The iPhone 3GS has been an undeniable marketplace hit since its release on June 19, and will likely continue to soar in sales despite three customer complaints that have surfaced recently. The big three gripes: the iPhone 3GS battery life is dismal, the 3GS overheats, and there's a serious SMS vulnerability.
Historically, Apple does a poor job of sharing details about its technology and is sometimes slow to respond when such complaints arise or Apple's response falls short of expectations, analysts say. "Apple needs to get better at this so that buyers can understand what the limitations are upfront," says Gartner analyst Ken Dulaney. "This is why Apple and the enterprise have a somewhat rocky relationship."
The biggest complaint concerns a short battery life, which is ironic since Apple touted improvements of the iPhone 3GS battery at its Worldwide Developers Conference last month. Among those claims, Apple said the iPhone 3GS would deliver 9 hours of use on Wi-Fi, 10 hours of video playback and 30 hours of music on a single charge-about a 30 percent upgrade to the iPhone 3G. Indeed, the iPhone 3GS battery is physically a little bigger than the one in the iPhone 3G.
More than a few users, however, have reported that the iPhone 3GS drains the battery quickly. The problem may be that the software isn't managing power efficiently, analysts speculate. For instance, iPhone OS 3.0 supports push notification-that is, alerts-when apps aren't running. The iPhone constantly buzzes during an instant message chat even if you're on the computer and not the iPhone. This could be draining the battery if the software isn't handling push features properly. If so, the problem won't be fixed until the next OS update.
Apple's response? An Apple spokeswoman told the LA Times that battery life is highly dependent on usage-so if you don't change your usage pattern from the old iPhone 3G, then performance shouldn't change either. It was a lukewarm response to a potentially serious problem, analysts say. "The battery is the first concern because it could be potentially dangerous," Dulaney says, "and we have no clue, except for some dos and don'ts, why it's happening."
Last week, some iPhone 3GS users also began noticing that their cool new devices were overheating: Some units with the white casings turned burnt-brown. Other issues surfaced, such as rattling noises and high-pitch sound emissions. Apple responded by issuing a set of simple guidelines to prevent overheating-guidelines that did little to put out the fire.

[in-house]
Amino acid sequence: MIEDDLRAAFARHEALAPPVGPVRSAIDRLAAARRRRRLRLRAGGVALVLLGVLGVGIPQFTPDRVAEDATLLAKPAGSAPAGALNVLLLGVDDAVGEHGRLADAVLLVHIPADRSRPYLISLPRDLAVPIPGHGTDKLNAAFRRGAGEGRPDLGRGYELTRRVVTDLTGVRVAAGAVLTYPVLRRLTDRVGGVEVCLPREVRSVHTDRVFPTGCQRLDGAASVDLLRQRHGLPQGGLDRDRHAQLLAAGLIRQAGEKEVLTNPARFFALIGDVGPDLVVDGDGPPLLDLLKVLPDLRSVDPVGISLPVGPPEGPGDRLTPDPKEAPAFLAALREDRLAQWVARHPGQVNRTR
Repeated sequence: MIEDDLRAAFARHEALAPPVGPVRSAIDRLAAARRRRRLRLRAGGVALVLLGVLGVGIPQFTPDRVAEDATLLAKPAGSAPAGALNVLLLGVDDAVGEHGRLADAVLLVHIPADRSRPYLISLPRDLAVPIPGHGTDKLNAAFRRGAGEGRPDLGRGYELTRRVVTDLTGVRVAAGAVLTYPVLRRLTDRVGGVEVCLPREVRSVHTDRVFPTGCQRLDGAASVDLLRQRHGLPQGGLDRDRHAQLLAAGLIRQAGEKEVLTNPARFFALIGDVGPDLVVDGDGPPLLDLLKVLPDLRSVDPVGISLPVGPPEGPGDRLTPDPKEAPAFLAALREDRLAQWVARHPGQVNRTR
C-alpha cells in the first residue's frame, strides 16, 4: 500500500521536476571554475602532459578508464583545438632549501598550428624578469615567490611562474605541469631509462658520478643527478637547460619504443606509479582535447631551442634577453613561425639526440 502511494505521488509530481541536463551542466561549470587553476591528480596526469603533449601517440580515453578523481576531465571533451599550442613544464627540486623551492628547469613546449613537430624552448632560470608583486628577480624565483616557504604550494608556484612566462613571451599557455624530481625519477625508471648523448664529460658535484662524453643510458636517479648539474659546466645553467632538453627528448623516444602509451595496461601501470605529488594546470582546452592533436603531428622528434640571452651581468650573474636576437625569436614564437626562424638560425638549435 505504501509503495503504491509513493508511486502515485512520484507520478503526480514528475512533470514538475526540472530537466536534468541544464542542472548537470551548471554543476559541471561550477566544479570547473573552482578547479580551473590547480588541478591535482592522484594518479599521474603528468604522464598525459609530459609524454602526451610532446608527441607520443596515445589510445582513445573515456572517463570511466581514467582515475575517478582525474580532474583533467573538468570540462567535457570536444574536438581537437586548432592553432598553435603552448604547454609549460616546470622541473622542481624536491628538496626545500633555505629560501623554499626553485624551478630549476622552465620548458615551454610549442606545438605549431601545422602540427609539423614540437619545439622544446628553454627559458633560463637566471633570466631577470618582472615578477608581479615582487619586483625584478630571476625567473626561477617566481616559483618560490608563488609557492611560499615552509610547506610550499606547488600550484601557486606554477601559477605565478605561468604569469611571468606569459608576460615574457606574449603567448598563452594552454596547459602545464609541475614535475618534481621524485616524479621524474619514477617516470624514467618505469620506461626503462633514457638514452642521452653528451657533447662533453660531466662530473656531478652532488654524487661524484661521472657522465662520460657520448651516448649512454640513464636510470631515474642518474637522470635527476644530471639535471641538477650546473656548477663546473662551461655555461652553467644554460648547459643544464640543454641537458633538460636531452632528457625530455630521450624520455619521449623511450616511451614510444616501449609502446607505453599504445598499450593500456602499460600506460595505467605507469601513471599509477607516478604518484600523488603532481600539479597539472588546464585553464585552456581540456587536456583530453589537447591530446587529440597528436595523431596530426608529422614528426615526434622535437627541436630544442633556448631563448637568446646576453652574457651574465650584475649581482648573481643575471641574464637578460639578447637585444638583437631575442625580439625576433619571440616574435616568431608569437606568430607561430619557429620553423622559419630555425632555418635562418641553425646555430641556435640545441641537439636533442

One of Apple's tips: "iPhone 3G and iPhone 3GS should be used in environments where temperatures remain between 32 degrees and 95 degrees Fahrenheit. Temperatures outside of this range could decrease battery life temporarily or effect performance." Here's another: "Avoid using data intensive applications, like GPS or streaming-media apps, for extended periods of time on hot days or while in direct sunlight."
The most serious of the iPhone's problems concerns a new SMS vulnerability that could allow an attacker to remotely install and run unsigned software code with root access to the iPhone. Security expert Charlie Miller, who hacked a Mac via Safari in 10 seconds at this year's PWN2Own contest, said in a presentation that the weakness is in the way iPhones handle text messages.
The seriousness of this problem has spurred Apple's intent; Apple is reportedly working on a patch that should be available later this month. "I believe that the SMS vulnerability may be the most pressing, since stories of hijacked, zombie, misbehaving iPhones are more likely to leave a long-lasting negative impression than are the heat and battery life issues," says Forrester analyst Charles Golvin.
But is the vulnerability an Apple or AT&T problem? Does it affect other manufacturers? Apple's lack of formal releases and documentation frustrates analysts like Dulaney. For instance, Apple said the iPhone OS 3.0 SDK released earlier this year has hundreds of new features - "but you can't really find them," Dulaney says.
Dulaney also points to Apple's lackluster documentation practices with the iPhone 3GS hardware-based encryption. "You can't find out how the encryption is done," he says. "For those who know encryption, it's not a simple word. It's about how it's implemented."
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